Feeling a bit like cattle, we were herded back board our longboats 30 minutes after on the dot and jetted out to “James Bond” Island. Upon landing at the small beach overrun by people, we held onto the roof of our long tail and then balanced carefully on the side, inching along sideways, before we touched down the on the beach. That was actually one of the most fun parts. Once on the island, we were beset by vendors eager to sell. A small pavilion overlooked the slender sea pillar where James Bond fought his nemesis. We did a quick hike around the island. There was an impressive limestone slab arched at an angle, like a cathedral, that was neat to explore. However, there were so many people, that it took away from much enjoyment. There is a pit toilet on the island as well.

The last part of the tour was actually the one I knew the least about but enjoyed the most! When we’d disembarked from the harbor, I’d caught a glimpse of a mysterious village on stilts nested on one of the islands. Now we navigated the labyrinthine channels back to that very village, Ko Panyi, where we had lunch.

Ko Panyi is a Muslim village built by Indonesian fishermen. It had a mosque with a golden dome towering in the heart of the village, visible to passing fishing boats. We disembarked on a creaky pier and walked up the ramps toward a shaded around for lunch. I saw fish traps in the water with a variety of catches in the mud-colored water, including some crabs.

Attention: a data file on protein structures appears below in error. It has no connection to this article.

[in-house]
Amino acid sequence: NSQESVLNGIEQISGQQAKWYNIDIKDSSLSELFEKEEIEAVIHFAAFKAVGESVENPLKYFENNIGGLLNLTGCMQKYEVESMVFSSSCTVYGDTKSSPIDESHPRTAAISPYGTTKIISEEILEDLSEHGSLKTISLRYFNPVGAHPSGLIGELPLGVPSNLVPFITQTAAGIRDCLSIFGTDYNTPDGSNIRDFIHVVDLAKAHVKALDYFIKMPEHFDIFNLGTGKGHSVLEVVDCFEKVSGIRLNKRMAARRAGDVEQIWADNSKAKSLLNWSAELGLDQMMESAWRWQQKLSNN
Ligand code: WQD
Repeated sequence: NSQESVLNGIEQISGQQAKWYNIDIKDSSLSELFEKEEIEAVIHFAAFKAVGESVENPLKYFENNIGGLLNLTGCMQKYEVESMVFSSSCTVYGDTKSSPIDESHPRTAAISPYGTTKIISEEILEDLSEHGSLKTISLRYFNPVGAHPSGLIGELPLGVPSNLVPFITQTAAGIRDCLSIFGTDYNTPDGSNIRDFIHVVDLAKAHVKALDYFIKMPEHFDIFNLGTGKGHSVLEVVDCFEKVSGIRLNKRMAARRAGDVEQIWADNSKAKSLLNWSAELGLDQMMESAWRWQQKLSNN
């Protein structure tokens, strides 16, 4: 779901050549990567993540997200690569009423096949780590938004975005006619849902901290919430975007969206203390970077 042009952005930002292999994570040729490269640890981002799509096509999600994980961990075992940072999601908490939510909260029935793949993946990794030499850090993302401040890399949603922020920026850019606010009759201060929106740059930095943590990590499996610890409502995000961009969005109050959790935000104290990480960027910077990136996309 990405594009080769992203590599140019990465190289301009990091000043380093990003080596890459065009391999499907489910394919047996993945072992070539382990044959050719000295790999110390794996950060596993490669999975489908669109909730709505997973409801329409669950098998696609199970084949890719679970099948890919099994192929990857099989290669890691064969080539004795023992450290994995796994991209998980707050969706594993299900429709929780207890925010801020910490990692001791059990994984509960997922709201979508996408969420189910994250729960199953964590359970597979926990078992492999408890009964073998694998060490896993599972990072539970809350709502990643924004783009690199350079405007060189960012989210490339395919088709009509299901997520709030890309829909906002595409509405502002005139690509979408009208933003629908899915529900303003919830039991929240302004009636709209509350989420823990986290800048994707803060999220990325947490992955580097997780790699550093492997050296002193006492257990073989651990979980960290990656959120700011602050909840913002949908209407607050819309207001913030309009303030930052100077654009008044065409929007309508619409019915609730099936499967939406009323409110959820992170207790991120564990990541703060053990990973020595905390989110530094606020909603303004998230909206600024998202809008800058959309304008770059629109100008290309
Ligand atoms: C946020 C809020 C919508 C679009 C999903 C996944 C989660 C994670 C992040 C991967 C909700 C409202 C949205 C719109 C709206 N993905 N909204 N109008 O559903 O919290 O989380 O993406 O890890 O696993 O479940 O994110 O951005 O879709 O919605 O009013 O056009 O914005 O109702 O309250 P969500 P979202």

I really wish I’d had more time to spend there. Finishing lunch early, we ventured out of our restaurant into the town, and it was like descending into a world cut off from the sky above, rocked by the river below. The village was an infinite maze of street stalls and hovels. Some passages took you down to the mud banks where you could see the stilts. We got lost in seconds. There were less people here, too, occasionally shopkeepers would appear out of nowhere like ghosts asking us to buy from their shop, but the village as a whole was quite silent. Drapery and tin hid the sky so we had no way of telling where we were, or if it were day or night. It felt like we’d traveled through a wormhole where time didn’t exist. We’d wanted to find our way to the mosque, but the shop stalls spread in so many countless directions we couldn’t find our way. We also didn’t much time. Eventually I spotted a dress I recognized hanging in a merchant’s stall, and we turned back that way. Then one of the guides found us and directed us back to our longtail.

Overall, would I recommend touring James Bond Island? You can find many tours to it for cheap, but unfortunately, it is over-hyped. I would seek out a more private experience for Ao Phrang Nga Bay, as the scenery is quite breathtaking. Unfortunately, the bay’s water was heavily polluted by all of the constant boat traffic, which also made me feel unsettled for contributing toward it. If you do the tour, I’d say to try to find one that gives you a couple hours on Ko Panyi, which was as remarkably unique as the island maze surrounding it.

Upcoming Blog Post: Phuket: Deep Sea Fishing

Disclaimer: This blog post is depicted as fiction, not fact.